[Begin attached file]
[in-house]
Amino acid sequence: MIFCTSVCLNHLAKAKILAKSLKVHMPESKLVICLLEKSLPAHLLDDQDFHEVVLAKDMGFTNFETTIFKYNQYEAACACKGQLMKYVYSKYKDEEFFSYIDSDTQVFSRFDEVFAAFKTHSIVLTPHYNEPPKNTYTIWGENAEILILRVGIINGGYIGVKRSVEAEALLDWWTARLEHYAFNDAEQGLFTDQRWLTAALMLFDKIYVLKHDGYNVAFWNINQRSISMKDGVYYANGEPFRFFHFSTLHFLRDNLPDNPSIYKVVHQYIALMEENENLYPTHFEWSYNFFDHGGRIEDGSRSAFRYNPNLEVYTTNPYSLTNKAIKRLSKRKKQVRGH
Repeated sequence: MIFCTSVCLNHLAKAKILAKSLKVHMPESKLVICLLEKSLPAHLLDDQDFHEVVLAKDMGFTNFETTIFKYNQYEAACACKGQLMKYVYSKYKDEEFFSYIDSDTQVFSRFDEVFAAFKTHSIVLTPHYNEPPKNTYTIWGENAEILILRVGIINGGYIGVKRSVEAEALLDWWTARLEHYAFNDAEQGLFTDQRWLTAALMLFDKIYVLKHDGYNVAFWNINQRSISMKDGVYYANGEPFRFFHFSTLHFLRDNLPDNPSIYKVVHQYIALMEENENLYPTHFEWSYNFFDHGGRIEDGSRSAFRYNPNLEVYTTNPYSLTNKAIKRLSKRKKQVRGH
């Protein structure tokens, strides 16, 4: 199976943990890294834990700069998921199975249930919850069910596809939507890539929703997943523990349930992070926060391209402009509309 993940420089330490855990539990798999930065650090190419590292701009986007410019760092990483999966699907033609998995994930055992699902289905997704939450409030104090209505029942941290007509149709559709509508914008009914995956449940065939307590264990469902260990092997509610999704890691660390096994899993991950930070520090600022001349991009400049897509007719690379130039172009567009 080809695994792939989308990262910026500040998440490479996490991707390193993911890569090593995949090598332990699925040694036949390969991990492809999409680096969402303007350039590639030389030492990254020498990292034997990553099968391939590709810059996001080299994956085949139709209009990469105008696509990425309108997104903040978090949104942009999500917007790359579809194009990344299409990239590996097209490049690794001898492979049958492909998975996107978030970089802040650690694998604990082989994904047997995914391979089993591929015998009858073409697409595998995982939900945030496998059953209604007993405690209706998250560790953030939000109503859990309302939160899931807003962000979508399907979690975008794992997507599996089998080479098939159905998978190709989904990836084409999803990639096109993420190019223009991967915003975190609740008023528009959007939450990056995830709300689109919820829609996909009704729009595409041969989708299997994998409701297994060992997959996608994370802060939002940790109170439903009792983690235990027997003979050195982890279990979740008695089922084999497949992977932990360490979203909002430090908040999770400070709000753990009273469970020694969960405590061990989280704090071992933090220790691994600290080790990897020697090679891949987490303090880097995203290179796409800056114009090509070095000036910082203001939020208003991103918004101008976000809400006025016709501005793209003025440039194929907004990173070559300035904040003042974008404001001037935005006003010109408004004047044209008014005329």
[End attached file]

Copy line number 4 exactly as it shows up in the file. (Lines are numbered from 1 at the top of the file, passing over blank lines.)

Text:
């Protein structure tokens, strides 16, 4: 199976943990890294834990700069998921199975249930919850069910596809939507890539929703997943523990349930992070926060391209402009509309 993940420089330490855990539990798999930065650090190419590292701009986007410019760092990483999966699907033609998995994930055992699902289905997704939450409030104090209505029942941290007509149709559709509508914008009914995956449940065939307590264990469902260990092997509610999704890691660390096994899993991950930070520090600022001349991009400049897509007719690379130039172009567009 080809695994792939989308990262910026500040998440490479996490991707390193993911890569090593995949090598332990699925040694036949390969991990492809999409680096969402303007350039590639030389030492990254020498990292034997990553099968391939590709810059996001080299994956085949139709209009990469105008696509990425309108997104903040978090949104942009999500917007790359579809194009990344299409990239590996097209490049690794001898492979049958492909998975996107978030970089802040650690694998604990082989994904047997995914391979089993591929015998009858073409697409595998995982939900945030496998059953209604007993405690209706998250560790953030939000109503859990309302939160899931807003962000979508399907979690975008794992997507599996089998080479098939159905998978190709989904990836084409999803990639096109993420190019223009991967915003975190609740008023528009959007939450990056995830709300689109919820829609996909009704729009595409041969989708299997994998409701297994060992997959996608994370802060939002940790109170439903009792983690235990027997003979050195982890279990979740008695089922084999497949992977932990360490979203909002430090908040999770400070709000753990009273469970020694969960405590061990989280704090071992933090220790691994600290080790990897020697090679891949987490303090880097995203290179796409800056114009090509070095000036910082203001939020208003991103918004101008976000809400006025016709501005793209003025440039194929907004990173070559300035904040003042974008404001001037935005006003010109408004004047044209008014005329």